IMC 2008: Sessions

Session 518: Logic, Allegory, and the Natural World

Tuesday 8 July 2008, 09.00-10.30

Moderator/Chair:Sieglinde Hartmann, Oswald von Wolkenstein-Gesellschaft, Frankfurt am Main
Paper 518-bFitra and Tabi'ya: Man's Nature between Creation and Philosophy in Al-Ghazali
(Language: English)
Zora Hesova, Ludwig-Maximilians-Universität München
Index terms: Anthropology, Islamic and Arabic Studies, Philosophy, Religious Life
Paper 518-cThe World as Frame: Measure, Vision, and Perspective in the Allegorical Body-Worlds of Opicino de Canistris (1296-1354)
(Language: English)
Karl Peter Whittington, University of California, Berkeley
Index terms: Art History - General, Geography and Settlement Studies, Manuscripts and Palaeography, Science
Abstract

Paper -b:
The notion of nature of man in medieval Islamic philosophy exemplifies the tension of the concept of nature between the religious term of creation and the rational explanation of natural order.Fitra as a Koranic term, denotes man’s created disposition for morality or religion; tabi’ya is used in explaining his natural endowment for attaining knowledge. Both theological and philosophical approach combine in the work of the prominent Islamic scholar Abu Hamid al-Ghazali. The paper will attempt to describe the double nature in Ghazali’s religious and philosophical anthropology and its place in the context of Islamic scholarship.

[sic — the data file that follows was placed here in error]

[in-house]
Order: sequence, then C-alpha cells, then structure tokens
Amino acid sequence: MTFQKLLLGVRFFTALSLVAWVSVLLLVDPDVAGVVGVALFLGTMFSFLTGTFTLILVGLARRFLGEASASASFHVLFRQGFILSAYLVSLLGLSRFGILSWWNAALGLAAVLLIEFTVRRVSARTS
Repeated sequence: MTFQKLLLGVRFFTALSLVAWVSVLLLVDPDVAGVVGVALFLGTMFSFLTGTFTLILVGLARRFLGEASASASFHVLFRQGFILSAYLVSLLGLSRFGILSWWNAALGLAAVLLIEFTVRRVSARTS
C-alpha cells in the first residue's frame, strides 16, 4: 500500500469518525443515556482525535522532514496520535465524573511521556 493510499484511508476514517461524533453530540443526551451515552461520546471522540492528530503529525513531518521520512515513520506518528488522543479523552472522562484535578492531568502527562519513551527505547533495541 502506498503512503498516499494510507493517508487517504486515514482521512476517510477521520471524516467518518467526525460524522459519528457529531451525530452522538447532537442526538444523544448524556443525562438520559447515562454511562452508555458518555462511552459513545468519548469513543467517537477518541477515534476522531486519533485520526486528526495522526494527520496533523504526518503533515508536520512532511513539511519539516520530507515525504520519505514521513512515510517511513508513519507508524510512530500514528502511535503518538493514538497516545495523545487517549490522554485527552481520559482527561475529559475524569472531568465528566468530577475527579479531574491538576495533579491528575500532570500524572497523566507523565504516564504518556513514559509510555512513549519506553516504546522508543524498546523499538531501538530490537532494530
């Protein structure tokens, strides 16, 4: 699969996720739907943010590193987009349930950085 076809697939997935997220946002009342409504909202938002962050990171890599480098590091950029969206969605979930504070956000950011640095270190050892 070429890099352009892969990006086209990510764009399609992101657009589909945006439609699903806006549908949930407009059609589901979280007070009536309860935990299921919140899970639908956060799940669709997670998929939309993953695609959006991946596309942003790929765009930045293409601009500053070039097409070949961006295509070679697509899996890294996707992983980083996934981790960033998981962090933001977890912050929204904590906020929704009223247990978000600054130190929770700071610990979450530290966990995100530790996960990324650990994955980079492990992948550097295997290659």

Paper -c:
This paper explores how the diagrams and drawings of Opicino de Canistris, a 14th-century Italian artist and priest, used the natural world to frame divine allegory. In my research on Opicino, I aim to turn the discussion of him away from his unusual biography and writings, and back towards the drawings themselves – how they visualize connections between visible and invisible worlds through a combination of empirical cartographic representation and religious allegory. Opicino employs the measured space of contemporary portolan charts, I argue, to give legitimacy to his complex allegorical visions, and the drawings present Opicino as the architect of a new image of the natural world – one seen by God but measured by man.